I’m going to make a statement. You may agree or disagree. But, for the sake of this article, I’m going to make this statement and stick to it. Here it goes:
Real estate development is “sexy.”
There are certain professions that seem to have an undefined panache to them. An architect comes to mind. So does a doctor, astronaut, and chef. These professions just seem to have an allure that other professions don’t always have. I would argue that, on the surface, real estate development also has an allure to it.
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Why Real Estate Development is Sexy
I was asked recently to describe what is so great about real estate development…easy.
- It’s entrepreneurial. You are essentially creating something out of nothing.
- You have a direct impact on the improvement of your community.
- You are managing the entire planning, financing, building, and selling process.
- You can point to your project and see it, touch it, and claim “I built that”.
These are all great things and motivate many developers in the industry. But with any profession there are always elements that make it, shall we say, not so “sexy.”
The Un-Sexy Side of Real Estate Development
After going on and on about the many great aspects of development, I was then asked what I didn’t like about real estate development. While I wasn’t jumping for joy to lament, one recent email I received came to mind almost immediately. In many ways, it sums up what is so challenging about developing real estate.
One morning I got to the office, turned on my computer, and saw an email at the top of my screen with the subject line that read:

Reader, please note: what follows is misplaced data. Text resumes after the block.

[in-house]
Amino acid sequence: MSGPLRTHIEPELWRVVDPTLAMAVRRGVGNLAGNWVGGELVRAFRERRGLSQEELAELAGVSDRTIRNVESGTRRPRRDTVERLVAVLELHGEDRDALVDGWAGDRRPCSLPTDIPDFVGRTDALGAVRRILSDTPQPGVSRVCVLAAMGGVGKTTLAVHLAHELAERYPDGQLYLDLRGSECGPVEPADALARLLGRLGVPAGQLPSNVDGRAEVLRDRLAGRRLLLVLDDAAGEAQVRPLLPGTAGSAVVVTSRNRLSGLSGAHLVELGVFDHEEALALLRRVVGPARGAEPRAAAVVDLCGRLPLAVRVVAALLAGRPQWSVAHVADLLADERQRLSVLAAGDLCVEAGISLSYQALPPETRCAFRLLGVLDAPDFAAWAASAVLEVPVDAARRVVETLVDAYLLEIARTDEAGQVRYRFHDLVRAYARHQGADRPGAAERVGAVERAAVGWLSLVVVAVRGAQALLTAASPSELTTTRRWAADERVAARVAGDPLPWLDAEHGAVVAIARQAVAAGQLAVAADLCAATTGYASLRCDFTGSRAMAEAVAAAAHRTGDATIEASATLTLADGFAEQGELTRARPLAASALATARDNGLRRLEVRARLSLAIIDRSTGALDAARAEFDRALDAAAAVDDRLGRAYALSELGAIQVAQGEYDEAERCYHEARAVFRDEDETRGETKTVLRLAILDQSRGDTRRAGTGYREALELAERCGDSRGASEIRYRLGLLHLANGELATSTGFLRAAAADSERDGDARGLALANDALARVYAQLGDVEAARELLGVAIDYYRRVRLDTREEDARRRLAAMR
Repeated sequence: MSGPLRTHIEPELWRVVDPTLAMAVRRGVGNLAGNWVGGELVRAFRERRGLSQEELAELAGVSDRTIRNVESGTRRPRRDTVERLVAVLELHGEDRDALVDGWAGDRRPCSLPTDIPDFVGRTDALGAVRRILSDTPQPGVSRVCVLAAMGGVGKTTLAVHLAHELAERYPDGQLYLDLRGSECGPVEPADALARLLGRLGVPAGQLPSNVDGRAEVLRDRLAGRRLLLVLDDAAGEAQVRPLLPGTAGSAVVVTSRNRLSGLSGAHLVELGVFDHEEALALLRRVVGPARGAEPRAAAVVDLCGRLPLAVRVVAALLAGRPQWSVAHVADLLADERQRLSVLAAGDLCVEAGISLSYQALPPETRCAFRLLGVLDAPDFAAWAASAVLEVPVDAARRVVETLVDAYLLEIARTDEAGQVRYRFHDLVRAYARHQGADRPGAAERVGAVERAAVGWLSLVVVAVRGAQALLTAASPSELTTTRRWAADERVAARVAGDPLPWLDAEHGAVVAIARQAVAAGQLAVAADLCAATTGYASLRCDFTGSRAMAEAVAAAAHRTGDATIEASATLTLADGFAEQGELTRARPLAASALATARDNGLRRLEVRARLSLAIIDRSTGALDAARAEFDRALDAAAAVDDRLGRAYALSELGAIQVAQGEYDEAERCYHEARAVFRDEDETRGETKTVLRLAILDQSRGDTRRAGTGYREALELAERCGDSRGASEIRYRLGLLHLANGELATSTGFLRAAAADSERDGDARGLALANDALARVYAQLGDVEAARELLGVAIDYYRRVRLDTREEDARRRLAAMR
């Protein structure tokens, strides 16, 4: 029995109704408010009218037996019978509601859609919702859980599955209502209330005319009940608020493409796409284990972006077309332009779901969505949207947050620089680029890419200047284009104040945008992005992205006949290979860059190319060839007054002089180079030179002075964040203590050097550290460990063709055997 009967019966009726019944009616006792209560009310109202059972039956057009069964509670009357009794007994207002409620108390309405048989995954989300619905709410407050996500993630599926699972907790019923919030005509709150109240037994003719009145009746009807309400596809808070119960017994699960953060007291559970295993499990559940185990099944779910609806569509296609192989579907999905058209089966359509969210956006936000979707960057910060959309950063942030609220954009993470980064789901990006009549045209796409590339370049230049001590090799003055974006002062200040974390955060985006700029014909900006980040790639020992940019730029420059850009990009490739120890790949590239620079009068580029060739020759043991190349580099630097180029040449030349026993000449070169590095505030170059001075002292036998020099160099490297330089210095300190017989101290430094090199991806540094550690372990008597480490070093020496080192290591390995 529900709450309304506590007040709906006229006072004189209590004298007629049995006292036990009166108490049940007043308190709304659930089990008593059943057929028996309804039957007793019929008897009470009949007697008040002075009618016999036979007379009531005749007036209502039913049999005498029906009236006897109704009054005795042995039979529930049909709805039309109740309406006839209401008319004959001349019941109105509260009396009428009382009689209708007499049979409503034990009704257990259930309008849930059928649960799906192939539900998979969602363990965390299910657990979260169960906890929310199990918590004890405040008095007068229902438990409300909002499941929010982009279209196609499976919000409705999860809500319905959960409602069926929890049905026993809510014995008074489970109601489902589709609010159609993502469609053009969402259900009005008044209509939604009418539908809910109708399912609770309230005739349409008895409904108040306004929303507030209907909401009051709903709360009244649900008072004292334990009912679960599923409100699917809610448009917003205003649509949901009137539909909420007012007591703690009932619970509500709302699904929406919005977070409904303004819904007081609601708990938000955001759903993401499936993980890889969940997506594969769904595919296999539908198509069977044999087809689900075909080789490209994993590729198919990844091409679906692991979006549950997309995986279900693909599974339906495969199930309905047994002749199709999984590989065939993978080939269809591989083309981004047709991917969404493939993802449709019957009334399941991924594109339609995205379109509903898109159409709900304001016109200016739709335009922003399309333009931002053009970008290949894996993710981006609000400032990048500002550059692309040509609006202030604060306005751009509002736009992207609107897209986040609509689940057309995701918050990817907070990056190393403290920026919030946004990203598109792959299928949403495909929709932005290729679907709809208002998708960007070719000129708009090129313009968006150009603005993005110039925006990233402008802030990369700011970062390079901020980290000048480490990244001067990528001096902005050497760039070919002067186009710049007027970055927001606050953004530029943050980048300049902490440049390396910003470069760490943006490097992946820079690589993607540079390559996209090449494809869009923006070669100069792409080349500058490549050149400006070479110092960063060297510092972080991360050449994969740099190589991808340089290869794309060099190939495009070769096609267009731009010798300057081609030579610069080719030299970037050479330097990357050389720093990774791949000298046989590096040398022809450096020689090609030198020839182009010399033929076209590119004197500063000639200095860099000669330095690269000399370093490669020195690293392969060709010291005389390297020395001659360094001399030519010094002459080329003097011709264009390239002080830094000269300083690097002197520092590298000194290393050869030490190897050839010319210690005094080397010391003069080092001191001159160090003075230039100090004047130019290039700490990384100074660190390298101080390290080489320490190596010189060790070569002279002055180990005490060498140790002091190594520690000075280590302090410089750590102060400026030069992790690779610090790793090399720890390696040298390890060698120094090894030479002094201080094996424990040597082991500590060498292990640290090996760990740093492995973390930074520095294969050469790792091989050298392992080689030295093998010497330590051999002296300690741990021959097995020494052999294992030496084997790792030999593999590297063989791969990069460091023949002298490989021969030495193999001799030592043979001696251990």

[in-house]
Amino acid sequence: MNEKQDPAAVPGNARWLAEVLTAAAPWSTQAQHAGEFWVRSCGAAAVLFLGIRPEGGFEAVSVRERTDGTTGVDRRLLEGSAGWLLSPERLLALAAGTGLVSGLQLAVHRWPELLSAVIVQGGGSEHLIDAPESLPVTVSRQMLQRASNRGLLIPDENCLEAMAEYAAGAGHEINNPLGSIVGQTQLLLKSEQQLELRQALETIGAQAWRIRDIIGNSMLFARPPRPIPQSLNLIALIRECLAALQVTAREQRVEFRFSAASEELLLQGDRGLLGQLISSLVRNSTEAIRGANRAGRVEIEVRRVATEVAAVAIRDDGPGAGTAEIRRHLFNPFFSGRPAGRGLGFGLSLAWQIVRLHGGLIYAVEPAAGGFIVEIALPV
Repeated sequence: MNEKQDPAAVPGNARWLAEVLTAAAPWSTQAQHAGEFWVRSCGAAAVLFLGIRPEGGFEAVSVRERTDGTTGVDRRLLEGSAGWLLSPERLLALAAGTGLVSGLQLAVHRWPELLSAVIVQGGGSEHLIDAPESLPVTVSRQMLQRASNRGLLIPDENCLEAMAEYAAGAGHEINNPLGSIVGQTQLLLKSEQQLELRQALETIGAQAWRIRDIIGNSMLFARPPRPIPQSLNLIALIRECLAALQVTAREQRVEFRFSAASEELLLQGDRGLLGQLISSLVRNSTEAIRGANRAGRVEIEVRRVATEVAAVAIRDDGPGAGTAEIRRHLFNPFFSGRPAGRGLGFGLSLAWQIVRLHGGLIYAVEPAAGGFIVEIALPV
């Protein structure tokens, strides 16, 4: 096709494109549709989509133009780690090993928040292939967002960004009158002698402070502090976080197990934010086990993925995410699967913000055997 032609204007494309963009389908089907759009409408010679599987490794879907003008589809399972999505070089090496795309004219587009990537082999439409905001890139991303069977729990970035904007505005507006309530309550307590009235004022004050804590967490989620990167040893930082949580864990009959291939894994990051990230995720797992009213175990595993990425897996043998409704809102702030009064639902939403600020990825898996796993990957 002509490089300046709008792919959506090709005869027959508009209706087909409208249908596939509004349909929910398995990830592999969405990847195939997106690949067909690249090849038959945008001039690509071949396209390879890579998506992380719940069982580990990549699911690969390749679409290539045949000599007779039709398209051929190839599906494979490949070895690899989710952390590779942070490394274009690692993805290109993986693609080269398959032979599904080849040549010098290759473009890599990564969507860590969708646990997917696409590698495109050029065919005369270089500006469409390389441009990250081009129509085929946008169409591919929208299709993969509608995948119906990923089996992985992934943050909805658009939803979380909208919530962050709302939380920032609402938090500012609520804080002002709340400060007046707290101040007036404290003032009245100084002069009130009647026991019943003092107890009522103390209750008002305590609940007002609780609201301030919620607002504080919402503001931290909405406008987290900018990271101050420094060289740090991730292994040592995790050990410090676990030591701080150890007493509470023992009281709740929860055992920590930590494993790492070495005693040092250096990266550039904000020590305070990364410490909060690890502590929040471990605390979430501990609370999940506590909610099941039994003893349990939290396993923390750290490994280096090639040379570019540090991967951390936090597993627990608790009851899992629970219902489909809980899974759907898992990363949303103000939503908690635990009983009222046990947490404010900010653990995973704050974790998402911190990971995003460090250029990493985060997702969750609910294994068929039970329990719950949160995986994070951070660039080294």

“Stop the project. We got killed in zoning last night.”
I was shocked, mystified, and quite unhappy. The email related to a project that had been green lit after months of research, lengthy due diligence, and careful planning. This project, in almost everyone’s minds, should have been a slam dunk. It was soundly underwritten, very well designed, and would have greatly improved the fabric of its community—win, win, win for all involved. Yet, after months of work (and thousands of dollars spent), it was derailed in the entitlement process.
When people comment that real estate development is a risky venture, it’s usually because of the exhaustive list of expenses, planning, and research required upfront to get a project off the ground. A common phrase in the field is “90 percent of the work is done before one sees construction crews on the site.” Pair these points with the notion that a project can be stopped dead in its tracks because of one or a few issues and you start to see its “un-sexy” side.
Common Pre-Construction Costs for Development
It was fortunate that the particular project above didn’t incur any additional expenses. Had it continued on and been halted later in the process, the losses would have been far greater. While this isn’t an exhaustive list, here are a few of the common expenses incurred on the project before that fateful email:
- Architect fees – design, administration
- MEPS Engineer
- Structural Engineer
- Planning Consultant
- Geotechnical Consultant
- Environmental Engineer
- Vertical Lift Consultant
- Surveyor and Boring
- Testing and Controlled Inspections
- Engineering Inspection Fees
- Environmental Inspection Fees
- Interior Designer
- Borrowers Legal Fees
- Tax Consultant and Fees
- Risk Insurance
- Liability Insurance
- Plan, Printing and Reimbursements
- Market study
- Underwriting fees
- Marketing plan, development
All of these expenses were incurred before a shovel was put in the ground or a construction draw was made. Yet because of an entitlement issue, the project was shelved and put on the back burner.
It’s always tough to put a tremendous amount of work into anything and not see the rewards. While the fate of the above project is common for many, developing real estate is still extremely exciting and rewarding for those that are able to see their work through to completion. If you’re developing a project, don’t be deterred by the mountain of work required upfront. Just be extremely careful and thorough about your work because the reward could be worth the extra effort in the end.